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UN Chief Says Without Global Oversight, Artificial Intelligence Risks Outweigh Rewards


The UN Secretary-General on Thursday stressed that global oversight of emerging artificial intelligence (AI) technology should be based on the UN Charter’s core principles and ensure full respect for human rights.

Addressing the Summit on Artificial Intelligence Safety convened by the United Kingdom, at the famous Bletchley Park estate – where Allied code breakers made a huge contribution to the war effort cracking Nazi codes – the UN chief emphasized the need for “sustained and structured conversation” around its risks, challenges and opportunities.

“The United Nations – an inclusive, equitable and universal platform for coordination on AI governance – is now fully engaged in that conversation,” he said.

Three key areas

The Secretary-General outlined three key areas for immediate action.

First, he called for addressing existing threats related to the release of powerful AI models which currently lack sufficient guardrails and oversight.

Second, Mr. Guterres expressed concerns about the long-term negative consequences of AI, including its impact on jobs; the erosion of cultural diversity erosion due to biased algorithms and the stoking of geopolitical tensions arising from the concentration of AI corporations in just a handful of countries.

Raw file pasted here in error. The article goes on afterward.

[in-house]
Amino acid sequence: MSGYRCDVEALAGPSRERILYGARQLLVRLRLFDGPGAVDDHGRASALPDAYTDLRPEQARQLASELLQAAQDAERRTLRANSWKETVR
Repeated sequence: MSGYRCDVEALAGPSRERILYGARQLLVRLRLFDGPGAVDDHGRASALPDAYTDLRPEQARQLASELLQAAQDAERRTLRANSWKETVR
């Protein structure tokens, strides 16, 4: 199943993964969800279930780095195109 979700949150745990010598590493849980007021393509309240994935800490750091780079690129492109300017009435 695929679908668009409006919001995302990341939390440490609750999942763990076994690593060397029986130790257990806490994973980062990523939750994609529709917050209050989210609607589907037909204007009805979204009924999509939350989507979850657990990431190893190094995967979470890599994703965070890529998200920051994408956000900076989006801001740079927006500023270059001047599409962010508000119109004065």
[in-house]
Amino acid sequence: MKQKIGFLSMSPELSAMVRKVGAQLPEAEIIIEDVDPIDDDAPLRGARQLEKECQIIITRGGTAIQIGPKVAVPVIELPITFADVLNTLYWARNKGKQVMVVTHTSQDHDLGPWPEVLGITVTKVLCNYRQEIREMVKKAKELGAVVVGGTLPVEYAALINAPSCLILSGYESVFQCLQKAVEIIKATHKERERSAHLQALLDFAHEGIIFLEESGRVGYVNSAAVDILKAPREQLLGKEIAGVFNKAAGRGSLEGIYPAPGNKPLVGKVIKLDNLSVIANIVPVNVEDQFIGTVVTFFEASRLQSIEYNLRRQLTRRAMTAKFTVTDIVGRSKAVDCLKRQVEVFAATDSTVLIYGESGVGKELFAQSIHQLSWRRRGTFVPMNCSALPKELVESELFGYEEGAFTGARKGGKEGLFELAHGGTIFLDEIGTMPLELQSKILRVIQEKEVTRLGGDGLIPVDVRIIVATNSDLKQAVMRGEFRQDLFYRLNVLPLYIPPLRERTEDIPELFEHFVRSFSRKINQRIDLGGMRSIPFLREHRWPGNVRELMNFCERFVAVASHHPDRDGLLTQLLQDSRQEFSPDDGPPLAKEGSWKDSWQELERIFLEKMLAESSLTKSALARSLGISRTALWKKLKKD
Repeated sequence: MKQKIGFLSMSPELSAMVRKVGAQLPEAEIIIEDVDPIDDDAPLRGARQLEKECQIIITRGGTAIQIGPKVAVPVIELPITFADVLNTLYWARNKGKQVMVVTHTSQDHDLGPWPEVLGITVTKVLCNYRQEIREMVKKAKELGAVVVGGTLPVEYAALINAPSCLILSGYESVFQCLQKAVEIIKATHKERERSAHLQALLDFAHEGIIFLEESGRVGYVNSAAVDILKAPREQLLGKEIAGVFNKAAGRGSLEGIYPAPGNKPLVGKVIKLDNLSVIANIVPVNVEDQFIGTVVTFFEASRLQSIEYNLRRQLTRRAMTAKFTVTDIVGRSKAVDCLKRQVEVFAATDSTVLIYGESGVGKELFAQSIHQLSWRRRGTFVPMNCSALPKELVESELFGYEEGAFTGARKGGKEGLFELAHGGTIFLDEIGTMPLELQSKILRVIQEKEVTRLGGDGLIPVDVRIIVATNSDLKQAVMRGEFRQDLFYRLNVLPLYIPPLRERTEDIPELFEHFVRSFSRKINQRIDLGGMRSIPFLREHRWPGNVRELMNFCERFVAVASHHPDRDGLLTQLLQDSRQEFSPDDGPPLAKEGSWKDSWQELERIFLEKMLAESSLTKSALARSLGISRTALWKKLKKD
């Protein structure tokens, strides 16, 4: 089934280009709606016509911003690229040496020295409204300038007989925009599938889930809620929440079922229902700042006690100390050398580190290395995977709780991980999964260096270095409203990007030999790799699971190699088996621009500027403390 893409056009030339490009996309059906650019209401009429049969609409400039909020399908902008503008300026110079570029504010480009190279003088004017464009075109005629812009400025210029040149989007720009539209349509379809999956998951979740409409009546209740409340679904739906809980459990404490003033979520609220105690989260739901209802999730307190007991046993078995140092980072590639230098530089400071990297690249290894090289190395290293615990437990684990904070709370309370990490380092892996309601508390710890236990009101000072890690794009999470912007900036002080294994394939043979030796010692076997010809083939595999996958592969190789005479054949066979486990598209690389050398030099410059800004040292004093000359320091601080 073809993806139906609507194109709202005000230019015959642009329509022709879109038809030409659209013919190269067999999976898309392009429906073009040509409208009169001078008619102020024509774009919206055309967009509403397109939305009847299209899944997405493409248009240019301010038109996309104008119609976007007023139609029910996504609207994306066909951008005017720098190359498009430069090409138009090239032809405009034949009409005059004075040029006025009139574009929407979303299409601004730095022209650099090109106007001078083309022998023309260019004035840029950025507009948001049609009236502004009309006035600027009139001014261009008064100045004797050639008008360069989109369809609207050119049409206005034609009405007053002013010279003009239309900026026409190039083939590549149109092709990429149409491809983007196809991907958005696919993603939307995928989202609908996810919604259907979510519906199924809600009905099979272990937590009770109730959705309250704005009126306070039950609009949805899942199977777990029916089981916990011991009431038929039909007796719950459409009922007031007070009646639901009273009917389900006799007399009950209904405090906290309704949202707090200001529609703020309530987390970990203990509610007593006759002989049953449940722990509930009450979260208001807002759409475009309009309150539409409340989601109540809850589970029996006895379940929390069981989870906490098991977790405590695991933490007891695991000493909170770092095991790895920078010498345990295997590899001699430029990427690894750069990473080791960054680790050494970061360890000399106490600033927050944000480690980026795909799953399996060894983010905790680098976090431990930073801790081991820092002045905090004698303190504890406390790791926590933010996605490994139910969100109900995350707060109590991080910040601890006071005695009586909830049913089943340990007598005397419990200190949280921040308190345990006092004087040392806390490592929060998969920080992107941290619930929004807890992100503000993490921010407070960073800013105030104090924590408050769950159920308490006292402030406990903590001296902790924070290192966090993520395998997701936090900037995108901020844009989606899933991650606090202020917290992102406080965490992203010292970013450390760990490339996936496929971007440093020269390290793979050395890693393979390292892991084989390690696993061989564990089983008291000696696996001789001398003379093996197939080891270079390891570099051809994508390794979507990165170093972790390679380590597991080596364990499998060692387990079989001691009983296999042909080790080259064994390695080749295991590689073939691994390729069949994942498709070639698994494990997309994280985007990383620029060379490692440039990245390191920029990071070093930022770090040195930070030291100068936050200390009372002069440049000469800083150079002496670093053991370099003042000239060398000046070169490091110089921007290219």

The third concern was that in the absence of immediate action, AI will exacerbate inequalities that are already growing wider.

“This is not a risk; it’s a reality,” he warned.

Ethical principles

To address these concerns, Mr. Guterres mentioned the development of over 100 different sets of often overlapping ethical principles for AI.

While there is broad agreement on principles such as reliability, transparency, accountability and the ability to shut down AI applications, global oversight is needed to prevent incoherence and gaps, he urged.

The UN chief highlighted the launch of his new Advisory Body on AI, which consists of experts from government, business, the tech community, civil society, and academia.

“It is truly universal, with representation from all parts of the world, in order to foster the networked, inclusive, evidence-based solutions that are needed,” he said.

Partnerships for future

The Advisory Body will work in tandem with other global initiatives set up through the EU and the G7, for example, and will provide preliminary recommendations by the end of the year on building scientific consensus and making AI work for all of humanity.

These recommendations will feed in to the Global Digital Compact, proposed for adoption at the UN’s Summit of the Future next September.

“In other words — its work will embed AI governance into intergovernmental processes, and an established global Summit,” Mr. Guterres said.

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